Friday, September 22, 2017

ILIO-TIBIAL BAND SYNDROME (RUNNER’S KNEE)


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The Iliotibial band is a sheath of connective tissue attaching from muscles in the gluteal (buttock) region to the lateral (outside) surface of the tibia or shin bone. As the ITB passes over the femur bone it is prone to friction on the lateral epicondyle (bony bit on the outside of the knee). The greatest friction on the ITB occurs when the knee is bent at an angle of approximately 20-30 degrees. During running, the knee is normally flexed at around 20 degrees when the runner’s foot hits the ground making the ITB highly susceptible to friction on the lateral epicondyle of the femur. In persons who run regularly this may lead to irritation of the ITB commonly known as iliotibial band friction syndrome.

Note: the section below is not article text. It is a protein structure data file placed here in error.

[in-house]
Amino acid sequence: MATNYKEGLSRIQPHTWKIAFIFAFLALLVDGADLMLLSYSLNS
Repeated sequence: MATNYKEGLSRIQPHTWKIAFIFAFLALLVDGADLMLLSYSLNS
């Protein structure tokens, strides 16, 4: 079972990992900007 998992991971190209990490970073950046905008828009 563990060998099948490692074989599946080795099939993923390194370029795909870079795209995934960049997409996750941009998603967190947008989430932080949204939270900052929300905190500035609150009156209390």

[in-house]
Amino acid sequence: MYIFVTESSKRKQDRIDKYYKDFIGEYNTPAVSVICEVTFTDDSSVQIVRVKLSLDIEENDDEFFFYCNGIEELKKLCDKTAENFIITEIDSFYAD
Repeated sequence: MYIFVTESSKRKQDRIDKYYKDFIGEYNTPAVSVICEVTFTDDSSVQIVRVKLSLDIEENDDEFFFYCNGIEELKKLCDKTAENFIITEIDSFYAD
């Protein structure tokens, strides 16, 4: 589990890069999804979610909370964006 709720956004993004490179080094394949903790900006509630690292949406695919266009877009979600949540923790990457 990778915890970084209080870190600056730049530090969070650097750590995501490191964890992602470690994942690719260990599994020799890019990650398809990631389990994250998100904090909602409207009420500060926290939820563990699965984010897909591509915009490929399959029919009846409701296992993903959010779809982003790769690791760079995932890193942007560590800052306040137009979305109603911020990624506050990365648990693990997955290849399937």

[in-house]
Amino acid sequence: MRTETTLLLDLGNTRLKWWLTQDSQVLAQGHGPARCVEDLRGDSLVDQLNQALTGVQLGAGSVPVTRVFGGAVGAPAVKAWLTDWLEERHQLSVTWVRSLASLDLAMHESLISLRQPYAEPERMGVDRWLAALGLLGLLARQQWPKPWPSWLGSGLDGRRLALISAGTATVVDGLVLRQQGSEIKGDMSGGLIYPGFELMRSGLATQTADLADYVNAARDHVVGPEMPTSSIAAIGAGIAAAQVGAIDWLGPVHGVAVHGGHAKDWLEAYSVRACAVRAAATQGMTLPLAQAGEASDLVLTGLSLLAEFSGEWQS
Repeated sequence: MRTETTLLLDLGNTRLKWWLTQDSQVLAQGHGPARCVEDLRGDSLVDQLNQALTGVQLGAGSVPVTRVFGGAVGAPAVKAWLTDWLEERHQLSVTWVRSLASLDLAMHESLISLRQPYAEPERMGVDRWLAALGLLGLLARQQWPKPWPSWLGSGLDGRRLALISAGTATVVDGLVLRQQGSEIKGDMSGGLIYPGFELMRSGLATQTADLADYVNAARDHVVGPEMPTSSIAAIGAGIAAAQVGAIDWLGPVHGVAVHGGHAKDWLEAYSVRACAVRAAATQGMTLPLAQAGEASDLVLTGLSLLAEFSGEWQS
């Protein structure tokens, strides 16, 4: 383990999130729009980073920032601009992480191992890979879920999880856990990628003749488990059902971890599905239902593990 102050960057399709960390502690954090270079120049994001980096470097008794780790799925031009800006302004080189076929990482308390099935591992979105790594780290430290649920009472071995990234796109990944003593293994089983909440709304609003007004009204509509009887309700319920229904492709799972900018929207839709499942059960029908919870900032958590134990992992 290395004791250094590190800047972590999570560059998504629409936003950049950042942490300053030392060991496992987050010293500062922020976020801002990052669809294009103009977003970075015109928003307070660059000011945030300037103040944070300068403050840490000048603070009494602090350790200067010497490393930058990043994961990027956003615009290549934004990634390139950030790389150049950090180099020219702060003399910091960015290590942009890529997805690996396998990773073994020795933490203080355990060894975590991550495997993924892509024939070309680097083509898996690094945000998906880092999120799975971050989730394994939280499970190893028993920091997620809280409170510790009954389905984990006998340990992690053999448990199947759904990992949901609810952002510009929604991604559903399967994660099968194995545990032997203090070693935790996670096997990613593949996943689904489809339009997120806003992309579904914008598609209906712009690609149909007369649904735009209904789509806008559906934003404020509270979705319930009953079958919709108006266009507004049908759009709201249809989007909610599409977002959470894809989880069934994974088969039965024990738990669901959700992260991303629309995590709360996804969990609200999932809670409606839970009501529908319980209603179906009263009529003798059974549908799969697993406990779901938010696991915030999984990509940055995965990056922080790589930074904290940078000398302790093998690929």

SYMPTOMS

  • Pain at or around the lateral epicondyle of the femur.
  • Pain normally aggravated by running, particularly downhill
  • Pain during flexion or extension of the knee
  • Tenderness in trigger points in the gluteal area
  • Tightness in the iliotibial band.

WHAT CAN THE ATHLETE DO?

  • Stretch: Tightness of the IT band will make friction more likely.
  • Massage: Foam rollers are a great way to roll out and loosen the IT band.
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